Genesis 28 – Pretexts

We left Jacob in a precarious situation. He’s safe as long as his father lives, but it’s a thinly-veiled secret that Esau plans to kill Jacob as soon as Isaac dies. However, Rebekah has a plan to get Jacob far away from his brother. She drops a hint to Isaac that she would absolutely hate it to death if Jacob married anyone from Canaan. So, in today’s chapter, Isaac sends Jacob to Rebekah’s family, so that he can marry one of Laban’s daughters.

Laban is Rebekah’s brother. Rebekah intends to save Jacob’s life under the pretext of having him marry a cousin.

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Matthew 1 – Joseph and the Amazing Keep-the-Mother Dream Angel

Merry Christmas, Chocolate Book fam. Today we turn to the first chapter of Matthew, which is mostly genealogy. The eight remaining verses are mostly about Joseph, which is after a fashion to be expected, considering that some scholars think the genealogy in Matthew presents Joseph’s family tree, in contrast to Luke’s presentation of Jesus’ lineage via Mary. Comparing the two genealogies can be an interesting exercise, but there’s little to be gained by me recapitulating the points and counterpoints of those who’ve already done their research. You’ve got the internet; you can dig as deep as you please. Meanwhile, over here we’re gonna look at what Matthew has to say about the virgin birth.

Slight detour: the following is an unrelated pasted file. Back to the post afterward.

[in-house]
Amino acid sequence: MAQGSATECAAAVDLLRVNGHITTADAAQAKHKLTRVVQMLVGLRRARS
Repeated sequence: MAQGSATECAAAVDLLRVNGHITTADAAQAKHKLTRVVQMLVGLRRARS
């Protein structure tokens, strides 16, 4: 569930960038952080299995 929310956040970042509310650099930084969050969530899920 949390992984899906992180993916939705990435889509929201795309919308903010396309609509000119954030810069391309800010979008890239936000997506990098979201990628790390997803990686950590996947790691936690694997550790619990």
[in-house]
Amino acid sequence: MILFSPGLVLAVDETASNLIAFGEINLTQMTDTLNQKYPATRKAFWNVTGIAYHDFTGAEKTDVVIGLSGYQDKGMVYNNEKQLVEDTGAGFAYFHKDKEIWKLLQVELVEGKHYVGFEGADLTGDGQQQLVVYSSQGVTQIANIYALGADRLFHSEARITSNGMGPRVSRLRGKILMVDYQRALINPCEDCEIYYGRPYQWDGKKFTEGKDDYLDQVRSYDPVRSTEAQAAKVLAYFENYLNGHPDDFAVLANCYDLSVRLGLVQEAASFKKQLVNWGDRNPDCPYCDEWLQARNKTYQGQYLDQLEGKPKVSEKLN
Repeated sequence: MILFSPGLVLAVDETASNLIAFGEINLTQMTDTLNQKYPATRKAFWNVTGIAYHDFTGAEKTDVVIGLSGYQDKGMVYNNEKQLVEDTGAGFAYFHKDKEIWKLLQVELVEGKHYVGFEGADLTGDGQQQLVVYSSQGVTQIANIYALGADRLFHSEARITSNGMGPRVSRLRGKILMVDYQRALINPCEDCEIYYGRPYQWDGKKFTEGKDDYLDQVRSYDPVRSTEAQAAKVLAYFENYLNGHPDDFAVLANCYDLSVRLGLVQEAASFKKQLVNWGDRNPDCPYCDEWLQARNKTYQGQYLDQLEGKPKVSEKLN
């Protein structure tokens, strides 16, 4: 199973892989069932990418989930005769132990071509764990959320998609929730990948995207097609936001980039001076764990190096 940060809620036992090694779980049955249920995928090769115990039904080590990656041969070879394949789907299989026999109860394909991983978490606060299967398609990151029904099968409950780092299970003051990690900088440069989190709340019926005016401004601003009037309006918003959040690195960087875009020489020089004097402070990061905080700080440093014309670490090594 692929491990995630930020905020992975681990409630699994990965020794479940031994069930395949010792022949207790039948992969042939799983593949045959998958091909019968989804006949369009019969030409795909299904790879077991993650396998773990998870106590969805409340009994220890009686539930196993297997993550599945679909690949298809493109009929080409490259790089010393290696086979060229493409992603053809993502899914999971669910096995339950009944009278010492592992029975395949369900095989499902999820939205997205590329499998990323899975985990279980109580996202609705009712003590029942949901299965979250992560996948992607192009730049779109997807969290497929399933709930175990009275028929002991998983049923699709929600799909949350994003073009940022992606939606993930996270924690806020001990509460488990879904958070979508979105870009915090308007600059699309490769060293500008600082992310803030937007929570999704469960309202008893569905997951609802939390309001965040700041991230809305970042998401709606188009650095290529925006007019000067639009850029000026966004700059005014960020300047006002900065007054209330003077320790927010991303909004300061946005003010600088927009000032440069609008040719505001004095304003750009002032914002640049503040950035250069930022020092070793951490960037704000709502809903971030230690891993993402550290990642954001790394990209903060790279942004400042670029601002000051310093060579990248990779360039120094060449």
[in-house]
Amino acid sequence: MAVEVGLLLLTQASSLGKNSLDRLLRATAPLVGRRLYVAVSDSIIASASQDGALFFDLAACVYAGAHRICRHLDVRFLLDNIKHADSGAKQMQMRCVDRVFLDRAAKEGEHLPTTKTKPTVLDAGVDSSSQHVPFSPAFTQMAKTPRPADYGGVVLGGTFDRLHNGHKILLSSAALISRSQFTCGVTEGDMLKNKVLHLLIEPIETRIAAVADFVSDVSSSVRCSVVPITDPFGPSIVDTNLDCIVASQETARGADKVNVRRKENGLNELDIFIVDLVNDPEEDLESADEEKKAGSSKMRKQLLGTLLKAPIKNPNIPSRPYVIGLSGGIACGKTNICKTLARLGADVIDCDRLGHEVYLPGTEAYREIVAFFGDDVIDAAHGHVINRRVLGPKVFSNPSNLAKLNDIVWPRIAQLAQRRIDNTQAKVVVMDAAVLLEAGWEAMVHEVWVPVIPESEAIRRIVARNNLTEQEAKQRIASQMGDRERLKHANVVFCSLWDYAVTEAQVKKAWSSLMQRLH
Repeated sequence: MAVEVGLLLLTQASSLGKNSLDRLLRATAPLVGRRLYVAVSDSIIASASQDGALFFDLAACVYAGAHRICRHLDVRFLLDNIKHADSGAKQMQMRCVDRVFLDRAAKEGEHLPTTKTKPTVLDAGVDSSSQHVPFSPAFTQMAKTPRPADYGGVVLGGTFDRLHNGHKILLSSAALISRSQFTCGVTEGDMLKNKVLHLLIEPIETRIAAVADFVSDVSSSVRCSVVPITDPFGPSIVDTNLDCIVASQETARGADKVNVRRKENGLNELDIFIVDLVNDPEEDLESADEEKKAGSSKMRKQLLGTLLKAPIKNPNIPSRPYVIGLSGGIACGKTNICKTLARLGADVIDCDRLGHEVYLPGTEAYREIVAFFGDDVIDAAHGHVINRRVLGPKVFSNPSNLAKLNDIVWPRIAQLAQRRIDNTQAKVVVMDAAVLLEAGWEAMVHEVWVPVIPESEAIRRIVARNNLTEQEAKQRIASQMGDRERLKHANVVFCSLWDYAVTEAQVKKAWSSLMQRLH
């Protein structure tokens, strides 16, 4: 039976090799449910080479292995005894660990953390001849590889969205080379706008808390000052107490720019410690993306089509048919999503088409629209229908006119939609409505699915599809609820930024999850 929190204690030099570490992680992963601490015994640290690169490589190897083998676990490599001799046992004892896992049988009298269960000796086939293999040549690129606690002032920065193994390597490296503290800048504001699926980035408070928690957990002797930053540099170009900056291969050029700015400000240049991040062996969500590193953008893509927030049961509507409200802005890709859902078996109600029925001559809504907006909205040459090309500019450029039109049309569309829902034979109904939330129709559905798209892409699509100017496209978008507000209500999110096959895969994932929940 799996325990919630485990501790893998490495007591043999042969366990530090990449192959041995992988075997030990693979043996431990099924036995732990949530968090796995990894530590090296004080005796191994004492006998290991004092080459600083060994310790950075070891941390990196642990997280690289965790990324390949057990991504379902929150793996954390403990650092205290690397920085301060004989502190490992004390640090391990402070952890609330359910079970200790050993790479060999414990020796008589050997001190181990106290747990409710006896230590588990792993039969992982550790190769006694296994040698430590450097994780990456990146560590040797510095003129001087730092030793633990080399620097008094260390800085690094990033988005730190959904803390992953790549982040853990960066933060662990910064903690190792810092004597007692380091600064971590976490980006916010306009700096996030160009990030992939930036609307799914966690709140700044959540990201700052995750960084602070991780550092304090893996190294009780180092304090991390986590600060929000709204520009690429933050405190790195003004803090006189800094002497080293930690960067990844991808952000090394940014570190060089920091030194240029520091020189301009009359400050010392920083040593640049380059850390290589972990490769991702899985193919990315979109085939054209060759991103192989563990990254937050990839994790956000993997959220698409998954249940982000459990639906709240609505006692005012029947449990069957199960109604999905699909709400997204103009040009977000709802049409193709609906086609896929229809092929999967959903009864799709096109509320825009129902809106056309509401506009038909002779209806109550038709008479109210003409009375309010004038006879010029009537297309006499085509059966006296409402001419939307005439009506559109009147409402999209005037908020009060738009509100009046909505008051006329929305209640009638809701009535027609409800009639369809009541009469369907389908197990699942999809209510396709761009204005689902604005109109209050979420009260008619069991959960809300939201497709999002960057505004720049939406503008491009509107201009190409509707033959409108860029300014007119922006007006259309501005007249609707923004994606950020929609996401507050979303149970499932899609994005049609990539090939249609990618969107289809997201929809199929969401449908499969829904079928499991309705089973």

Zechariah 4 – Between Two Olive Trees

The visions continue with Zechariah 4. After his angel guide snaps him out of an apparent lapse in attention, Zechariah sees a lampstand with seven lamps and two olive trees. He asks the angel their significance, and the angel offers an explanation that, upon my first read-through, still didn’t shine much light on the scene. So here I am, trying to figure out what the angel means when he tells Zechariah what the vision means.

Zechariah 1 – The Horse Report

I think it was shortly after my family moved to Ohio in the fall of 1990 that my dad got into biking. I don’t remember why he started, although I do remember that he stopped biking downtown with friends and coworkers because of my mom’s concerns about his safety. I recall his increased interest in trail riding and racing events after he stopped city biking; if memory serves, he participated more than once in the MS150, a fundraising bike ride held by the National Multiple Sclerosis Society. I wish I remembered more about his biking phase, because then I could catch your attention with an engaging anecdote, rather than my usual practice of writing an introductory paragraph better suited for your Introduction to Biblical Studies essay. But I do remember that he used to call his biking excursions “patrolling the earth,” and he drew the name from the first chapter of Zechariah.